In a ceremony at the Estonian Air Force’s Ämari air base on Wednesday, Royal Air Force airmen handed over NATO’s Baltic air policing duties to a contingent of the German Air Force.
On Wednesday the contingent of the Royal Air Force at Ämari air base handed over the duties of NATO’s Baltic air policing mission to a newly arrived German Air Force unit. For the Germans, it is their third turn.
Former Estonian President Arnold Rüütel and Defense Minister Hannes Hanso (SDE) attended the ceremony, along with Commander of the Estonian Defence Forces Lt. Gen. Riho Terras, German chargé d'affaires Reinhard Wiemer, and the RAF’s Typhoon Force commander, Air Commodore Ian Duguid.
Speaking to the British personnel present, Hanso said that Estonia wasn’t taking their efforts for granted. “I want to remind everybody that just three years ago there were no allied forces rotating in and out of Ämari, and that we lived in a completely different security situation,” Hanso said.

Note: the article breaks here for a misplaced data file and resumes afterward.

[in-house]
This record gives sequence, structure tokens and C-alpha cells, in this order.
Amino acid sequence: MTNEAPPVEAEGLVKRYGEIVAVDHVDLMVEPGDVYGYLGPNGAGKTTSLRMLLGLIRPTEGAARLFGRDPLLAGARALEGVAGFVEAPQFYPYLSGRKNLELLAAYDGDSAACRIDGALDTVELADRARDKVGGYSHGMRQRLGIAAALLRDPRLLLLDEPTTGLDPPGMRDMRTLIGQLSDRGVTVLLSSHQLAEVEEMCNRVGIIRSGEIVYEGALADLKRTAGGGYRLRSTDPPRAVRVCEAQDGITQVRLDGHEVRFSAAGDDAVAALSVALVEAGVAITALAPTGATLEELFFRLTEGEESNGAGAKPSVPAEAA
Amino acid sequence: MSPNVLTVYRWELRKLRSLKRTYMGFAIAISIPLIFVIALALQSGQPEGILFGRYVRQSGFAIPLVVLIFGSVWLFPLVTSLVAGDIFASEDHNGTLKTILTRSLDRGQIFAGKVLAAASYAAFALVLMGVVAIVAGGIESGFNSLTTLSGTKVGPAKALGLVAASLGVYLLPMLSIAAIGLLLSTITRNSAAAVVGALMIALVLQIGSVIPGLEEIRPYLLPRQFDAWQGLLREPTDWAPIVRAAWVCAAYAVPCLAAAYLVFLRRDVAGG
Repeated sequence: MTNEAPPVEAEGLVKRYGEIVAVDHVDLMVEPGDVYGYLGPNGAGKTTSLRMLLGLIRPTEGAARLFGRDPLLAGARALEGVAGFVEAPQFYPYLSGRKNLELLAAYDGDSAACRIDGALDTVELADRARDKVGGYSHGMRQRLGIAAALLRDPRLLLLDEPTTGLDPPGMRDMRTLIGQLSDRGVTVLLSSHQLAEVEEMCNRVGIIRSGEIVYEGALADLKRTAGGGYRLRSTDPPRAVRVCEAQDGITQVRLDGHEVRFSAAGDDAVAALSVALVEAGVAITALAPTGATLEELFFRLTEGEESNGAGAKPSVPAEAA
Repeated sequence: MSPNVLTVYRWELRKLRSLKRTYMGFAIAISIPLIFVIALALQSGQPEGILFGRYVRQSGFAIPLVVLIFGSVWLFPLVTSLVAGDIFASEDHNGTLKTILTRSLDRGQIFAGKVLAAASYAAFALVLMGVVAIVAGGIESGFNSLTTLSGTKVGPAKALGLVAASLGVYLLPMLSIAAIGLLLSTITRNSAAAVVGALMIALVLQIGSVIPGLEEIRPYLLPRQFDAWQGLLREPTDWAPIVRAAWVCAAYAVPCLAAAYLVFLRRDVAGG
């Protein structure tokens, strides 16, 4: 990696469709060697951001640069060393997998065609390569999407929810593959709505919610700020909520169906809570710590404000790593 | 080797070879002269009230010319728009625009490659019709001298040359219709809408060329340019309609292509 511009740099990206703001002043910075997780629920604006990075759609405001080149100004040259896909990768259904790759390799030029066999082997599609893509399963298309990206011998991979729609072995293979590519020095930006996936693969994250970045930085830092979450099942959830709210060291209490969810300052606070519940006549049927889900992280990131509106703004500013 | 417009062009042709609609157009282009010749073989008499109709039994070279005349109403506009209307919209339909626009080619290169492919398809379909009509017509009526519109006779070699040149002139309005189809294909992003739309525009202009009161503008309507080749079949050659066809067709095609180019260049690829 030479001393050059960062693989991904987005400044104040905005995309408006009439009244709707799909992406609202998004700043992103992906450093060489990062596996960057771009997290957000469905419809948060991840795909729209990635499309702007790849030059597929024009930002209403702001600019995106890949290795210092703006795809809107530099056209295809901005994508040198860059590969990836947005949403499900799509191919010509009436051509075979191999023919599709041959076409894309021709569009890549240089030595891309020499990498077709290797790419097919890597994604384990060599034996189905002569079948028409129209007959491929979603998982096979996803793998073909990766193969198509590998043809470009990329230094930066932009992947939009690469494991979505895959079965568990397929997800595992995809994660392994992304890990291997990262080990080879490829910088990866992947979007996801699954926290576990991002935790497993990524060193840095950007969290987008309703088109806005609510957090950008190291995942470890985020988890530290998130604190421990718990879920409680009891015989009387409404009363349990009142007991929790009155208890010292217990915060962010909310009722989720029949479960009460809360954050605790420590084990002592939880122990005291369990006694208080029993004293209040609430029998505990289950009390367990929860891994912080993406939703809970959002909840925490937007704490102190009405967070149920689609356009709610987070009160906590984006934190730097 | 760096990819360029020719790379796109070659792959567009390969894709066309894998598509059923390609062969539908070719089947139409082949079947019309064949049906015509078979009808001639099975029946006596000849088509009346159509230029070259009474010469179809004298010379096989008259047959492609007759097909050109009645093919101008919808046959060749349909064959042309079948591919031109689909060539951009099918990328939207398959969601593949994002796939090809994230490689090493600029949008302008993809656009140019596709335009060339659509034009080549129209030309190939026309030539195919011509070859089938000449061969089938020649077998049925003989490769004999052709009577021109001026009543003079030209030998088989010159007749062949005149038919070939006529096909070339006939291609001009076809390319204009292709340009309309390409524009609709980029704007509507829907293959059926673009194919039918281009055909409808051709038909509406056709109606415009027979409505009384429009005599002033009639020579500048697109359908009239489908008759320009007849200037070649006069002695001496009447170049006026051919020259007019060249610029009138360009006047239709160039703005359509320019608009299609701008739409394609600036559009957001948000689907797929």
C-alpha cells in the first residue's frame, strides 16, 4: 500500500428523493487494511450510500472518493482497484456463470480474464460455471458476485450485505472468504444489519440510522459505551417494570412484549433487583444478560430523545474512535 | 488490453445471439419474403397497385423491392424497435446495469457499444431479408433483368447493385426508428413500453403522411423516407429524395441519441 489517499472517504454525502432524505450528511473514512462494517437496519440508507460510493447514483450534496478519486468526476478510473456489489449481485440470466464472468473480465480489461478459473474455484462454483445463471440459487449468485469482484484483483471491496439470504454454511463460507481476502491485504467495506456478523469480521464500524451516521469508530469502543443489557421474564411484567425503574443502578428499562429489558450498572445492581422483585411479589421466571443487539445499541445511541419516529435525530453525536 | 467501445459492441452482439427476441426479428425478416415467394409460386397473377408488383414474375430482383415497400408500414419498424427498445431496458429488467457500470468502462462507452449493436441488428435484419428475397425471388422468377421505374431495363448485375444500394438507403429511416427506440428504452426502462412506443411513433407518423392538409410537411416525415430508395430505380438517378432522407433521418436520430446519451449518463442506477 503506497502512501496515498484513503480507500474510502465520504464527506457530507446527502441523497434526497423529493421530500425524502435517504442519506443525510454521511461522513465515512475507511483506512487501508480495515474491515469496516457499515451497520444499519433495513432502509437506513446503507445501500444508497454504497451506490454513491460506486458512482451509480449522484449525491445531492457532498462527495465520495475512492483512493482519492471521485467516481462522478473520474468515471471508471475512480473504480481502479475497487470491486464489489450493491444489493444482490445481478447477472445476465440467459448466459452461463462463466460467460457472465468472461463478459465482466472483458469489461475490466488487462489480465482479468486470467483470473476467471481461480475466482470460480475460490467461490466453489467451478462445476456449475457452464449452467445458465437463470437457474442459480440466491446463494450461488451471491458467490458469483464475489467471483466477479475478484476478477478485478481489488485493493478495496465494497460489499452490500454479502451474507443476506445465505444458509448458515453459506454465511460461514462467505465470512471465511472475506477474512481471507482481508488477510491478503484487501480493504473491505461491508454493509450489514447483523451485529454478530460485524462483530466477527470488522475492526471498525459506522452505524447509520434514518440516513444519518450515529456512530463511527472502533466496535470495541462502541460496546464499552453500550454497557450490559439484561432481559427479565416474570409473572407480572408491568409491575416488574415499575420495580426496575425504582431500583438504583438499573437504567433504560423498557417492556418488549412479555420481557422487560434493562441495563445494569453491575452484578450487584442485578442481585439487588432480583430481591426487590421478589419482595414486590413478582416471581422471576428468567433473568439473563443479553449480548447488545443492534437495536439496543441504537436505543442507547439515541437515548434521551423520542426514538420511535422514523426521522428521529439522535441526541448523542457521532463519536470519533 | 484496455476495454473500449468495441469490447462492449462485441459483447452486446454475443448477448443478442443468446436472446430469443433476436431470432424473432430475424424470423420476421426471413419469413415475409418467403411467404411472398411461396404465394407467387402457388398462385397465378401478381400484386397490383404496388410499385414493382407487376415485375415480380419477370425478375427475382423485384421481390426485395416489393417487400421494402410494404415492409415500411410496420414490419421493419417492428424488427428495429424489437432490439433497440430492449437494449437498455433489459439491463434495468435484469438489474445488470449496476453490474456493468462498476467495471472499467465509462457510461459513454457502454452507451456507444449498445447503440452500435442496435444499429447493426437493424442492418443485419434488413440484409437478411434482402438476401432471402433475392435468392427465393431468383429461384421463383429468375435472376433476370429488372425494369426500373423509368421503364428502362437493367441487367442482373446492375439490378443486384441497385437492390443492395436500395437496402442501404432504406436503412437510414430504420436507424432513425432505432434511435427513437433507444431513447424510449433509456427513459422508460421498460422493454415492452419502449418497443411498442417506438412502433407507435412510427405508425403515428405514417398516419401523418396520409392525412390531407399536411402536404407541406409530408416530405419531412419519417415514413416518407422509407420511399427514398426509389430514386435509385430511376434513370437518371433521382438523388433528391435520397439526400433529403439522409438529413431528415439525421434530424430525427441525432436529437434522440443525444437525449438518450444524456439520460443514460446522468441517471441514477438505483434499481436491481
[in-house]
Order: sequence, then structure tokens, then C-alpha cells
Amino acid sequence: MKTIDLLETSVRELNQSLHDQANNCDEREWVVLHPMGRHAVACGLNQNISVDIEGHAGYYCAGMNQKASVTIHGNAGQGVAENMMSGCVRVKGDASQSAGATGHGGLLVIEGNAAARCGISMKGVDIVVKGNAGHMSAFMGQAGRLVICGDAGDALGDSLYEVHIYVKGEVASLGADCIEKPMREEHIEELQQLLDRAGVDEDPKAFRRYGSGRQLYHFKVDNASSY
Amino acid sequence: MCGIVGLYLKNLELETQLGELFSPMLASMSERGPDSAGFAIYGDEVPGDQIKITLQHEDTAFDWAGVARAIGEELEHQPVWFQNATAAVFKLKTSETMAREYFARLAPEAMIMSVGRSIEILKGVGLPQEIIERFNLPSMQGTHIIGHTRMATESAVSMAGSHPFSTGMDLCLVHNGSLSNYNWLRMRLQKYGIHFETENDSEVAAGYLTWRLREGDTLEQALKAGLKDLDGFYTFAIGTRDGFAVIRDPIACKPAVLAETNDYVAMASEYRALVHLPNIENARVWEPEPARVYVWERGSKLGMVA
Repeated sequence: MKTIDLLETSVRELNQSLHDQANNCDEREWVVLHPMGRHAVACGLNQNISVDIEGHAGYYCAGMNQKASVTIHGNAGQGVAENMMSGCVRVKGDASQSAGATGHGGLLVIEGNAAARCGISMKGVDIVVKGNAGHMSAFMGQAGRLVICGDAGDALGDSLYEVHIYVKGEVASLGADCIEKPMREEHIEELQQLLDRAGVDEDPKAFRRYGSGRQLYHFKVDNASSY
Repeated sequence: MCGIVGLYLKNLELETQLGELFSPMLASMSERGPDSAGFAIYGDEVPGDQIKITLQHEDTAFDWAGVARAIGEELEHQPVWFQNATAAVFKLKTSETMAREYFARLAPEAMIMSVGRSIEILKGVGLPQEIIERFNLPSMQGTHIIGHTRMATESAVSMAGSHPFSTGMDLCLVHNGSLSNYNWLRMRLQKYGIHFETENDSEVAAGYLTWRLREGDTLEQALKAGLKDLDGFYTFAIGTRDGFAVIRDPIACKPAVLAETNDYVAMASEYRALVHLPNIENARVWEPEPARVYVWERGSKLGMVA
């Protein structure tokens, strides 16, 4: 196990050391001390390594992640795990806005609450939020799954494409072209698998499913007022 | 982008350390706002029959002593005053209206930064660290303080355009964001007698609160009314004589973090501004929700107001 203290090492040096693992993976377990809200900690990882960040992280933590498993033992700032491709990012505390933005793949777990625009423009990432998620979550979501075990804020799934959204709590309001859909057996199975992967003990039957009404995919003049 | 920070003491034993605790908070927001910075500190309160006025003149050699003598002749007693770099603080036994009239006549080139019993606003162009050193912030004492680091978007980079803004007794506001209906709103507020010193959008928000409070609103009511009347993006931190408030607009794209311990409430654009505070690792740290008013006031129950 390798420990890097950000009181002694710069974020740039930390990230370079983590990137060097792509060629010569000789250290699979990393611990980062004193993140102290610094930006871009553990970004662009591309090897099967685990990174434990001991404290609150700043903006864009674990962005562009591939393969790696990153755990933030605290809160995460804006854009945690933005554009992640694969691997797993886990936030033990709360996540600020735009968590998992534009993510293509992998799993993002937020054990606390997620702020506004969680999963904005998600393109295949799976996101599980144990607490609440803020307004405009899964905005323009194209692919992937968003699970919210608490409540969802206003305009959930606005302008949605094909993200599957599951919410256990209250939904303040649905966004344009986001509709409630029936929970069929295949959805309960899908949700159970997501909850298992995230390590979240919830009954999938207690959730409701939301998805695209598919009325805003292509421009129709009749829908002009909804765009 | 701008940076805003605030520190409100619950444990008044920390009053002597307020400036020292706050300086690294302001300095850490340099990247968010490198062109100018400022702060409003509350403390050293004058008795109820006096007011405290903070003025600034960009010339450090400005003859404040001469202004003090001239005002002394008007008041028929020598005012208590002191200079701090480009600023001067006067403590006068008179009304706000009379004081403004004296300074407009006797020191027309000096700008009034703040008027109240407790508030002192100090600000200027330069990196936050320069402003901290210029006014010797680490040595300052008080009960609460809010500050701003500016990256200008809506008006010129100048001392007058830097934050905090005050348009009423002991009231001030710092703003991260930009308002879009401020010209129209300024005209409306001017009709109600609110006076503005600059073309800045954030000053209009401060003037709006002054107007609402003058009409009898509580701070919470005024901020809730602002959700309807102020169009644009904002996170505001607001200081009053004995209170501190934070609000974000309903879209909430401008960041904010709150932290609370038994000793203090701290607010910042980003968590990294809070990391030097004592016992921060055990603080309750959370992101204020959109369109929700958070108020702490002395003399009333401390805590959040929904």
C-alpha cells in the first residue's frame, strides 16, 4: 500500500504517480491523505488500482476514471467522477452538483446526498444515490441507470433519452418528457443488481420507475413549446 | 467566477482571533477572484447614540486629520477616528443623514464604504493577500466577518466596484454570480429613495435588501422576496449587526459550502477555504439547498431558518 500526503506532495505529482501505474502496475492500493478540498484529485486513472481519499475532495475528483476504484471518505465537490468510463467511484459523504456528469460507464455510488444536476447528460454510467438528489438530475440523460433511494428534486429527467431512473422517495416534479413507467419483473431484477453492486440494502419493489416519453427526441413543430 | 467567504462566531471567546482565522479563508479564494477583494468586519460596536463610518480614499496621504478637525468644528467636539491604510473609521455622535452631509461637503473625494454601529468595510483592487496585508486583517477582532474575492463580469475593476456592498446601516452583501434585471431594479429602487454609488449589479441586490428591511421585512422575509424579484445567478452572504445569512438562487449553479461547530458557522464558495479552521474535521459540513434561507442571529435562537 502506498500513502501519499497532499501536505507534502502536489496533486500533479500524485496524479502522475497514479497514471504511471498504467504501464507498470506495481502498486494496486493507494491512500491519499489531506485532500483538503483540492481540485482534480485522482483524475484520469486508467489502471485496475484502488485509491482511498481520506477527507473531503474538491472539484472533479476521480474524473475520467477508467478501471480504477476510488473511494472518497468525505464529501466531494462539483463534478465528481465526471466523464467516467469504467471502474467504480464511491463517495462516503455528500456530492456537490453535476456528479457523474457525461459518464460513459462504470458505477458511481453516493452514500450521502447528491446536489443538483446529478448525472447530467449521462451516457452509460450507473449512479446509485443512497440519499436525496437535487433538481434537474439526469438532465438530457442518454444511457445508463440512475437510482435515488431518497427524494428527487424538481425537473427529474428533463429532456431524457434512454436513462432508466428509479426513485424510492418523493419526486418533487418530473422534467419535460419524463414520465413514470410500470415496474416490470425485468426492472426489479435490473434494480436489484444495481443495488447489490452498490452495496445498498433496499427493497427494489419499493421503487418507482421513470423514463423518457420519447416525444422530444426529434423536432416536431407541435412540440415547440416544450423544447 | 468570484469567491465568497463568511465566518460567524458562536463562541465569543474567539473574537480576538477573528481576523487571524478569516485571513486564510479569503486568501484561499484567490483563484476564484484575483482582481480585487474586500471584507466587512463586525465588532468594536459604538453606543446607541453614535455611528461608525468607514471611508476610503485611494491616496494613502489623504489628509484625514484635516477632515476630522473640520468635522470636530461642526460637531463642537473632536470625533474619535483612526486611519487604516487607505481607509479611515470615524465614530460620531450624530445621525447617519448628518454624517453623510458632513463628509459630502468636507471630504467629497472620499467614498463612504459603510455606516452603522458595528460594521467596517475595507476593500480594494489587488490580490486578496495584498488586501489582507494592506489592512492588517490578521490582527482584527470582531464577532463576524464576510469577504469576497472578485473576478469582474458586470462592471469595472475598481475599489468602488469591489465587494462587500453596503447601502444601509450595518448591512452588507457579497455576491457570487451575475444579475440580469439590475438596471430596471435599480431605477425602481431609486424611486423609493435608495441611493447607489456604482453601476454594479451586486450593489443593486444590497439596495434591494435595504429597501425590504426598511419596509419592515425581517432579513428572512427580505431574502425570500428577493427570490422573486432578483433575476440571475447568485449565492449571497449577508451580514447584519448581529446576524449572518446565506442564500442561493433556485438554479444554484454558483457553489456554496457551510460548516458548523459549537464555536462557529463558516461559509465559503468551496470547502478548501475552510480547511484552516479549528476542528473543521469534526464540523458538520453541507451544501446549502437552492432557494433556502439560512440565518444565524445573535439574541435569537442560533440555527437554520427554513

He added that the allied presence of NATO’s Baltic air policing mission sent a clear signal of unity and ability to adapt.
Lt. Gen. Riho Terras awarded the RAF contingent medals for their service and thanked them for their efforts in ensuring the security of the airspace of the Baltic states.
The German Air Force is taking on the air policing duties for the third time already. The Typhoon fighters that arrived in Ämari on Wednesday are part of its 74th tactical air wing based in Neuburg in Bavaria.
NATO’s local air policing mission operates from a second air base in Šiauliai, Lithuania. For the last four months, a unit of the Portuguese Air Force was stationed there that is now handing on its tasks to the French Air Force.
Editor: Editor: Dario Cavegn